The only learning curve came from holding back my fidgety tendencies. Early in the demo, I had a few clumsy interactions from subconsciously mirroring gestures with my other hand or moving my free fingers around. That led to a few hiccups where I’d zoom in on a picture instead of clicking a button. I quickly cut out those bad habits, though it took a few minutes of sitting on my left hand to keep it out of the camera’s view.

My experiences built up in complexity through the half hour. I started by simply scrolling through a photo album. I was immediately struck by how intuitive that experience was. I could grab the bottom right corner of a photo to expand it, pinch with two fingers to zoom in, move my fingers up to scroll, or move the app around by grabbing a white bar at the bottom of the app. I barely had to think about what I was doing; every gesture came naturally.

Using a pricey headset to look at photos is certainly wasteful, but Apple made a much stronger case for the Vision Pro as the demo went on. I first saw that when I opened a panoramic photo that stretched across my field of vision. Panoramas have never made much sense to me on devices like the iPhone, but it feels like they were built for the Vision Pro all along. Those long photos become immersive landscapes in the headset.

What’s significantly more impressive is the headset’s spatial image tech. I opened up a folder full of images and videos captured on the device, mostly family photos. Those images look almost fully 3D, with way more depth than in a flat photo. It’s so uncanny that it’s almost creepy at first. I was even more blown away when I was shown a few videos, complete with spatial audio. One shows a mother blowing bubbles with her child, the bubbles in the foreground almost popping out of the screen. It’s hard to describe (and perhaps playing exactly into Apple’s ideal marketing playbook), but it actually feels like I’m viewing a memory. It’s like living in a piece of sci-fi pulled straight from Blade Runner.

It’s important to note that all of this is only possible because of the Vision Pro’s miraculous display. The micro-OLED display is superior to anything I’ve seen in a headset yet, providing crystal clear visuals. I didn’t even have to fiddle with it to get a clean image; I strapped it on, and the headset took care of the rest after automatically calibrating the eyecups. The headset’s tight fit also significantly cuts down on outside light – I only noticed a very slight leak in the bottom left corner. All of that cuts out any of the technical friction that comes with other headsets that require immersion-breaking fiddling.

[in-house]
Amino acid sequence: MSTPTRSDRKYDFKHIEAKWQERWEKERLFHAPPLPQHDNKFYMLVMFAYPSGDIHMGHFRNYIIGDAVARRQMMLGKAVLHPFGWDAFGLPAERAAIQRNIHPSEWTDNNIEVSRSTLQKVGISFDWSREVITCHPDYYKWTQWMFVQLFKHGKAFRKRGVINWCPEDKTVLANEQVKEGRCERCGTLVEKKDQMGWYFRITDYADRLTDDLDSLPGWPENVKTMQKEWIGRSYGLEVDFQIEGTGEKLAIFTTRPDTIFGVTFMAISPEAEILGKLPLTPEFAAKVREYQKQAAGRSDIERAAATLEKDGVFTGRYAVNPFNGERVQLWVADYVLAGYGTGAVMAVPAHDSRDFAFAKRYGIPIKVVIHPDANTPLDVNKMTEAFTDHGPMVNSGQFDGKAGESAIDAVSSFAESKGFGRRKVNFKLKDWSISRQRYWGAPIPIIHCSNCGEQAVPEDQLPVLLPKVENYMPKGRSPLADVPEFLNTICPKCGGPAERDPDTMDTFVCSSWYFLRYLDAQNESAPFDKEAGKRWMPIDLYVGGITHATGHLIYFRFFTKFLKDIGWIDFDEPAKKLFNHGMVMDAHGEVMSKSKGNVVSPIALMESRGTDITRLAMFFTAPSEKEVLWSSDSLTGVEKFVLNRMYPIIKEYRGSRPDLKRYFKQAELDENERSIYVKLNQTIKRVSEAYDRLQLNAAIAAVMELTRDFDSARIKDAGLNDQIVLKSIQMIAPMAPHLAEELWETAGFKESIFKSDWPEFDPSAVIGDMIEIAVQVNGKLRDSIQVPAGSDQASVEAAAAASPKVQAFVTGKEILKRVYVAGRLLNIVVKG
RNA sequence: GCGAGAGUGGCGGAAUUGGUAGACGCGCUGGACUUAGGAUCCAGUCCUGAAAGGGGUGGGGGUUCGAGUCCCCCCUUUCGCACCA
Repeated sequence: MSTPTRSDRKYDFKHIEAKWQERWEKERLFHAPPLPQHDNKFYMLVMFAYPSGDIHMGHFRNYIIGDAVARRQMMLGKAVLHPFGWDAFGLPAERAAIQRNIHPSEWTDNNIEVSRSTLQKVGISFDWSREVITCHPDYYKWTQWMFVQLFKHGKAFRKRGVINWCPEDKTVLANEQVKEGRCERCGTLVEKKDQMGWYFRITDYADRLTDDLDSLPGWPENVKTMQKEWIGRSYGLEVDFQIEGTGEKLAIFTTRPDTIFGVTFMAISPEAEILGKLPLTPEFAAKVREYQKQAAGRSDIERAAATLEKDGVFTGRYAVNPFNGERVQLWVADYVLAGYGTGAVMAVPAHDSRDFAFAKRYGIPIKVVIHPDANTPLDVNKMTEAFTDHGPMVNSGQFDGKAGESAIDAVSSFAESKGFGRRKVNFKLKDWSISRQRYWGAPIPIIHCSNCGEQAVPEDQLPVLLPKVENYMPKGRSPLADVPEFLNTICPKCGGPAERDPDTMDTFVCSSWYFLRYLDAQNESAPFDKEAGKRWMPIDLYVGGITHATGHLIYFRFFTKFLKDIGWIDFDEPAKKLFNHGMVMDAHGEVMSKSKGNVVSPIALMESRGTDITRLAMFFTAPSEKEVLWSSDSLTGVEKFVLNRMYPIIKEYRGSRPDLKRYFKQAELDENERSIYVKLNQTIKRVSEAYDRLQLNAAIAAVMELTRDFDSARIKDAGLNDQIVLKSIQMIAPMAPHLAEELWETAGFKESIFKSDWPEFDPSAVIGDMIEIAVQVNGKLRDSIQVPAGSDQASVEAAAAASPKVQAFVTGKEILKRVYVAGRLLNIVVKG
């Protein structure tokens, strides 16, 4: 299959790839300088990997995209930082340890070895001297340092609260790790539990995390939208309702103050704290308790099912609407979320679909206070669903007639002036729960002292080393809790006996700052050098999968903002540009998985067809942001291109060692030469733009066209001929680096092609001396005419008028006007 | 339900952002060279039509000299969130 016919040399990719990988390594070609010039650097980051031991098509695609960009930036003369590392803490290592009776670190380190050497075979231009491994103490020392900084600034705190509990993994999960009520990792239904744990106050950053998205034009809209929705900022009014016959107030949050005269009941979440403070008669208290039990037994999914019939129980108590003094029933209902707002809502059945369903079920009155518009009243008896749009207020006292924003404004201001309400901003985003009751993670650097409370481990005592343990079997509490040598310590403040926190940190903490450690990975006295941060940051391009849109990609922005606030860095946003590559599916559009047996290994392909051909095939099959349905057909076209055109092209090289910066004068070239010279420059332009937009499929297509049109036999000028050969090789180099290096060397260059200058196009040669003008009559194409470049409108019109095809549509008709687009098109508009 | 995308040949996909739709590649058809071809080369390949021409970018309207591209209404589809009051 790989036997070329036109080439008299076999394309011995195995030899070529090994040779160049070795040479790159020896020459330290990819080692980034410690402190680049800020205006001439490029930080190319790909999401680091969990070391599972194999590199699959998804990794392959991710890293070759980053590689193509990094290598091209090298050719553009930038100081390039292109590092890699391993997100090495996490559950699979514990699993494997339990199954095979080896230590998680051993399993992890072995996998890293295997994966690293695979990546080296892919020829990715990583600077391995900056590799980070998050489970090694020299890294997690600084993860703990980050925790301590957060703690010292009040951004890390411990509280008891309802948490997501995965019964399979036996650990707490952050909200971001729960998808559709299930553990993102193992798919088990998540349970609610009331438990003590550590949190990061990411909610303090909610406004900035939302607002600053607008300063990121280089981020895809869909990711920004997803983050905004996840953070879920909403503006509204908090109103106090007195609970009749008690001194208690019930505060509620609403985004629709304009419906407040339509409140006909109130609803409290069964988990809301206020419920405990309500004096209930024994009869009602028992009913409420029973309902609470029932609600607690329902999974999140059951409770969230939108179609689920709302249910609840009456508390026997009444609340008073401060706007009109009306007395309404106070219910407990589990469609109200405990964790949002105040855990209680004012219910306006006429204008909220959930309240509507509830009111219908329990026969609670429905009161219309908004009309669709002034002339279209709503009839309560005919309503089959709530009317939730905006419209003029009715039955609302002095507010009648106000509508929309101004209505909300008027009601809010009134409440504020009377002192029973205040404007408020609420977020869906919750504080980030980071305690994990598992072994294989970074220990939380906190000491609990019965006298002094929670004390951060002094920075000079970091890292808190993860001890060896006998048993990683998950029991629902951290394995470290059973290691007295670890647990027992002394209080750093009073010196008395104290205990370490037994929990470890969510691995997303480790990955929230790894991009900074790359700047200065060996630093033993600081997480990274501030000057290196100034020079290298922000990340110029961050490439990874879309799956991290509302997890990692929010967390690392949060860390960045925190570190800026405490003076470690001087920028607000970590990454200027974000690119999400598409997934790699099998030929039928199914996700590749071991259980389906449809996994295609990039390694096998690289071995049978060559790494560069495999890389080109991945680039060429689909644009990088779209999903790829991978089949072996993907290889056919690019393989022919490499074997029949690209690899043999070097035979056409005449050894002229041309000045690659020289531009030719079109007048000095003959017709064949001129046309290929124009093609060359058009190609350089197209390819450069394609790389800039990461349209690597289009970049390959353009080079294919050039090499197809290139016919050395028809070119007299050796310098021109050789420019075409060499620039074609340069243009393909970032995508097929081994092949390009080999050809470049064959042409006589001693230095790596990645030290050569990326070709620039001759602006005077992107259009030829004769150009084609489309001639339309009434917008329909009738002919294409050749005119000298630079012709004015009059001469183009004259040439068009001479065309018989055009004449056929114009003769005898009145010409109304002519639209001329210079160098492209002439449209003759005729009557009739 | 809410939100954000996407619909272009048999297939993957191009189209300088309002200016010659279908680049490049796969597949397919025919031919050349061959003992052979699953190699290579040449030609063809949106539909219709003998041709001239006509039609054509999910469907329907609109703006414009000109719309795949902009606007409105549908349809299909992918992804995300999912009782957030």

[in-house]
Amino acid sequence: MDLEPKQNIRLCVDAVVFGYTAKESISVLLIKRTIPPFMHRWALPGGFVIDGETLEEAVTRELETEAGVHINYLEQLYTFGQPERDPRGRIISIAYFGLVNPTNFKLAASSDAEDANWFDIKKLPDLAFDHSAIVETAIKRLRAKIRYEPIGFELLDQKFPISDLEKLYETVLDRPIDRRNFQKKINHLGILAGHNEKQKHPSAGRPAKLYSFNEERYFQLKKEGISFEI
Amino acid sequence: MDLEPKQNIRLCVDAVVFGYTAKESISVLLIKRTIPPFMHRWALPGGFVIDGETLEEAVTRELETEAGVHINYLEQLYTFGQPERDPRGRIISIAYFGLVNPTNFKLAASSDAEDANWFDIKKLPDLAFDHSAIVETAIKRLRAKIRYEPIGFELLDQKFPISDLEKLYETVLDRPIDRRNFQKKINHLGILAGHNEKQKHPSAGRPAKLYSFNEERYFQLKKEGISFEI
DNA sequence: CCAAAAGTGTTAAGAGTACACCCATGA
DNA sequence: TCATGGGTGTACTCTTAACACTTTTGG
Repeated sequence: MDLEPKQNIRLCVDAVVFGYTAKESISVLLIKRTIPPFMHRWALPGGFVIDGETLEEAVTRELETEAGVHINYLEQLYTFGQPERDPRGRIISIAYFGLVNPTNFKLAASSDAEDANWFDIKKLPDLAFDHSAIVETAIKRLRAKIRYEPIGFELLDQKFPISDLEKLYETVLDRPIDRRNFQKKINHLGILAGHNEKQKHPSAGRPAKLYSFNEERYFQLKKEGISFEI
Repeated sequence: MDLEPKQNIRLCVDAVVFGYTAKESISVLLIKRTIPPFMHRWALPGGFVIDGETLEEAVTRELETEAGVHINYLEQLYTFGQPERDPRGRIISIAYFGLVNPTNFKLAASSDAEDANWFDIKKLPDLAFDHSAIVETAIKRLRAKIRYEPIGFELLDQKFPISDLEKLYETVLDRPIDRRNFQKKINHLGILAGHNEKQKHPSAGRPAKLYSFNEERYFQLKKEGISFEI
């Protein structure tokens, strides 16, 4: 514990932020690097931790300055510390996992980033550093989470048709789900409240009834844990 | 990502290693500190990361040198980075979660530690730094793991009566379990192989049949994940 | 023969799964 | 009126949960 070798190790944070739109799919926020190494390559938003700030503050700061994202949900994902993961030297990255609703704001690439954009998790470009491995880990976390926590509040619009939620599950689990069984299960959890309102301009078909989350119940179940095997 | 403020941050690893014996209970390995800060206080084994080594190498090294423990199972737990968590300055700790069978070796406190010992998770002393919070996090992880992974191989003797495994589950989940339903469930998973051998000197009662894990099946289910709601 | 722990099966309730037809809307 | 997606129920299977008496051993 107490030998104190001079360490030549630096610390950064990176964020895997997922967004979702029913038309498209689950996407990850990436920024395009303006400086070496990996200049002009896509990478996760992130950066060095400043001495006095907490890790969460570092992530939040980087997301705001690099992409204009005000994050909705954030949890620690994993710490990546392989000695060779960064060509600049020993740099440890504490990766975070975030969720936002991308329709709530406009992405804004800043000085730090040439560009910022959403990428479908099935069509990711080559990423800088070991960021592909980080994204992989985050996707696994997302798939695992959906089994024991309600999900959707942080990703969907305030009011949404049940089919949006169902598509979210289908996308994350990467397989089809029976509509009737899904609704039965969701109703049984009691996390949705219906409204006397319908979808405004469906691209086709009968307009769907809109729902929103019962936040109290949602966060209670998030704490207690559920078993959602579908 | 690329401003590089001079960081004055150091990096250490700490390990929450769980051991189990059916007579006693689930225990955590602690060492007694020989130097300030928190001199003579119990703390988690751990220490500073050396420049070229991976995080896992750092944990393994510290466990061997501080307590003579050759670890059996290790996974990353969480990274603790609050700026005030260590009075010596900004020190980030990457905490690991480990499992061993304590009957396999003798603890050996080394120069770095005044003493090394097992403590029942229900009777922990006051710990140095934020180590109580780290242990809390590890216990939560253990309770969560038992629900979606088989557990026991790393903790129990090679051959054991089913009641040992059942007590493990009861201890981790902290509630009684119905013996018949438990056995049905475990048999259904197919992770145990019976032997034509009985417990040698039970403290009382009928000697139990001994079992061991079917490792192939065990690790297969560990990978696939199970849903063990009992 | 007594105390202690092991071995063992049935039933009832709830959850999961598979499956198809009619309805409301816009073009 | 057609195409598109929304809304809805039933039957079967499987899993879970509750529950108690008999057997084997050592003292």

More experiences

Now fully acquainted with the headset, I worked my way through a small list of apps with varying degrees of success. I’ll get the low point out of the way first: The Vision Pro isn’t the most intuitive desktop computer. When opening up the Safari browser, I’d click the browser search bar to open a virtual keyboard in front of me. This was the most imprecise part of the demo, as I had to slowly and carefully pluck keys one at a time to write out a website. My taps didn’t always register as expected. When I realized I’d made a typo in my URL, I struggled to single out the wrong letter and backspace it. The UI is simply too small to control with my clumsy fingers (though its microphone would very clearly hear me register my request to write out “Apple dot com”).

The more traditional the experience, the less practical it was. It’s simply more efficient to surf the web or write a document with a mouse and keyboard. While “spatial computing” is the hot term for what the Vision Pro can do, I don’t see many people engaging with the actual computing part of that. It’s like when your Xbox comes with a web browser; it has to be there, and it works when you need it, but that doesn’t mean you’ll ever want to use it.

Apple Vision Pro being worn by a person while using a keyboard.

The Vision Pro’s power squarely lies in apps built for the device. I’d see plenty of those in action. An experience titled Encounter Dinosaurs put me in an interactive museum exhibit where the wall in front of me opened up, and I got to interact with a dinosaur as it scampered around me. I’d drop a life-sized Alfa Romeo F1 car in the room using the JigSpace app and pluck off its parts with a pinch to examine them closely. I even found myself sitting in a 360-degree recreation of Avengers Tower through the Disney+ app, which I could turn into a personal movie theater. Each of those experiences showed the unique power of mixed reality, making great use of the headset’s shockingly clear passthrough video.

How clear? It’s like looking through a freshly cleaned window. I hardly noticed any unsightly grain, putting it leagues ahead of devices like the Meta Quest 3. Granted, I was testing it in a very brightly lit room surrounded by white walls. The real test will be whether or not the clarity holds up in your average living room. Everything I’m praising here was done in a tightly controlled environment; Digital Trends wasn’t even allowed to take our own photos of the device (an Apple photographer took the images in this article). Whether or not all of this will work as well outside of the perfect test scenario is yet to be seen.

Entertainment seems to be a big focus for Apple at launch and I saw some strong examples of that during my demo. Using the Apple TV app, I dropped into a virtual movie theater to watch a scene from The Super Mario Bros. Movie. Here, I got a full movie theater simulation where I could choose how close I was to the screen and whether I was viewing it from a floor or balcony. That may sound hokey, but it really did feel like sitting in a theater. Even more impressive, though, was when I watched a reel of 180-degree videos captured in 8K. One quick shot put me right above a soccer net during a game, allowing me to see the action up close.